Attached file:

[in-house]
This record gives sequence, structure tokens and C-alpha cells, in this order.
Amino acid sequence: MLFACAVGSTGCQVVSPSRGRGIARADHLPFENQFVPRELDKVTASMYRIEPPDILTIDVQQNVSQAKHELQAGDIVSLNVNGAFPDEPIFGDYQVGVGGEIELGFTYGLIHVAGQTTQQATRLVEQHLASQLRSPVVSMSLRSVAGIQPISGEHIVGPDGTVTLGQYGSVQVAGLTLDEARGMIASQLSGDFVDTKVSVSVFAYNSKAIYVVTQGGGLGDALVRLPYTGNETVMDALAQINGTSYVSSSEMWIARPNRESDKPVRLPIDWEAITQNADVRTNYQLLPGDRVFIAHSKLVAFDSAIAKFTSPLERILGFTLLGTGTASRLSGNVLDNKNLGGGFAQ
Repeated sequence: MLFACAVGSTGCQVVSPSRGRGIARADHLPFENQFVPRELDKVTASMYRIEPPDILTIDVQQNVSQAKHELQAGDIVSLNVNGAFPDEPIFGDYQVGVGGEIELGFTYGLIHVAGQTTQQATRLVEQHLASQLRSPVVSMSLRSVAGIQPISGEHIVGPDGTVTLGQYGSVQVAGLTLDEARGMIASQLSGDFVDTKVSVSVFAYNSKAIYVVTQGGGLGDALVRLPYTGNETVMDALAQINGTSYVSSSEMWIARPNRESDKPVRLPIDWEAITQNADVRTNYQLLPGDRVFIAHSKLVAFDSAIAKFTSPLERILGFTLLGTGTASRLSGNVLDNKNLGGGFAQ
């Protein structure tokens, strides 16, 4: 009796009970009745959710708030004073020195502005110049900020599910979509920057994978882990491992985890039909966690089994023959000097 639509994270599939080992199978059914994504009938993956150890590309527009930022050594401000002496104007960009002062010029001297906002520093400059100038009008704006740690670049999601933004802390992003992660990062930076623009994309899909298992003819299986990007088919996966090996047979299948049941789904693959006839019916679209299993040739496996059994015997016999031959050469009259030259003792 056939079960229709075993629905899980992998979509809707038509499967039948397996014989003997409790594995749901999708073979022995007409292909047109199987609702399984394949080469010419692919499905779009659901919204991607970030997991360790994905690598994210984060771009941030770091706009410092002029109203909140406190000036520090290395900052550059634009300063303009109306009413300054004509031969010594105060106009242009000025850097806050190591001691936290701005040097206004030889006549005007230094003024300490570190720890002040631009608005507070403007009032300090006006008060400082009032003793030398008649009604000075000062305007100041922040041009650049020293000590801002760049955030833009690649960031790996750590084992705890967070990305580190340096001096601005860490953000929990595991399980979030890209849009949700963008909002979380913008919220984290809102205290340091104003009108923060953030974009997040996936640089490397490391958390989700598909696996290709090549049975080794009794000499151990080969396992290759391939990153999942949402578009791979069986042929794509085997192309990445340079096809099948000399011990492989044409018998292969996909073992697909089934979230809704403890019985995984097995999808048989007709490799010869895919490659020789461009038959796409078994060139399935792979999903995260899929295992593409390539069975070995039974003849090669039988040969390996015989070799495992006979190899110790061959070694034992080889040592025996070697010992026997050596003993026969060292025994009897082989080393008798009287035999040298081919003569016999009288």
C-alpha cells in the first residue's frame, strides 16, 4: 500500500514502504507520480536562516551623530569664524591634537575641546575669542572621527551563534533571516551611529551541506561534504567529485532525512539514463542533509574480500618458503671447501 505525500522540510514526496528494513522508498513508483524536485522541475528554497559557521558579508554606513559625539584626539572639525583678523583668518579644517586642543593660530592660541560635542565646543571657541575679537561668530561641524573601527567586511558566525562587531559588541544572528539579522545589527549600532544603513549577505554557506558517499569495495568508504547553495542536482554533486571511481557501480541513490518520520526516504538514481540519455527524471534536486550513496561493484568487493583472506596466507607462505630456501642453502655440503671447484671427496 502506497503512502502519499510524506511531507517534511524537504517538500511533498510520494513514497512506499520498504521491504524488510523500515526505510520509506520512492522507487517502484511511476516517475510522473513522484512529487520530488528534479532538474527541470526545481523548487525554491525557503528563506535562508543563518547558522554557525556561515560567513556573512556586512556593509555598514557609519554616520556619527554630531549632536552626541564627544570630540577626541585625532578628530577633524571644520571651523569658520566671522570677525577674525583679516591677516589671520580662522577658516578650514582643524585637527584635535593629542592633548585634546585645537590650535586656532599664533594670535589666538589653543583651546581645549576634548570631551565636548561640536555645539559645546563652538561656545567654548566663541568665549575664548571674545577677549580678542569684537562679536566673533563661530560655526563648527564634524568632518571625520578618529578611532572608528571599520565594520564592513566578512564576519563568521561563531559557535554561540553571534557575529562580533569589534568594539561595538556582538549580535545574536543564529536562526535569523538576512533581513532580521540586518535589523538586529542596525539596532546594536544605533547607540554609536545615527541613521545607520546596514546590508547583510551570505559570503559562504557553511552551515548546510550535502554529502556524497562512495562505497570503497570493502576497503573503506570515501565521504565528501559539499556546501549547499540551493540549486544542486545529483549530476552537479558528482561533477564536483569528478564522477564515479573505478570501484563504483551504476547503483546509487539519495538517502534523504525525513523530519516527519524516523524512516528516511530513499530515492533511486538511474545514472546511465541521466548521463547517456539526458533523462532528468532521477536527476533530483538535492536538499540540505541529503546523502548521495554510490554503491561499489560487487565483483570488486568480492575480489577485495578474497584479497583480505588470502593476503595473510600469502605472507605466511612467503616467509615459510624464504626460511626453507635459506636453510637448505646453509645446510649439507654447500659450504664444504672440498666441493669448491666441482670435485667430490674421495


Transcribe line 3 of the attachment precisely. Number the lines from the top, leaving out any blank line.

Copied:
Amino acid sequence: MLFACAVGSTGCQVVSPSRGRGIARADHLPFENQFVPRELDKVTASMYRIEPPDILTIDVQQNVSQAKHELQAGDIVSLNVNGAFPDEPIFGDYQVGVGGEIELGFTYGLIHVAGQTTQQATRLVEQHLASQLRSPVVSMSLRSVAGIQPISGEHIVGPDGTVTLGQYGSVQVAGLTLDEARGMIASQLSGDFVDTKVSVSVFAYNSKAIYVVTQGGGLGDALVRLPYTGNETVMDALAQINGTSYVSSSEMWIARPNRESDKPVRLPIDWEAITQNADVRTNYQLLPGDRVFIAHSKLVAFDSAIAKFTSPLERILGFTLLGTGTASRLSGNVLDNKNLGGGFAQ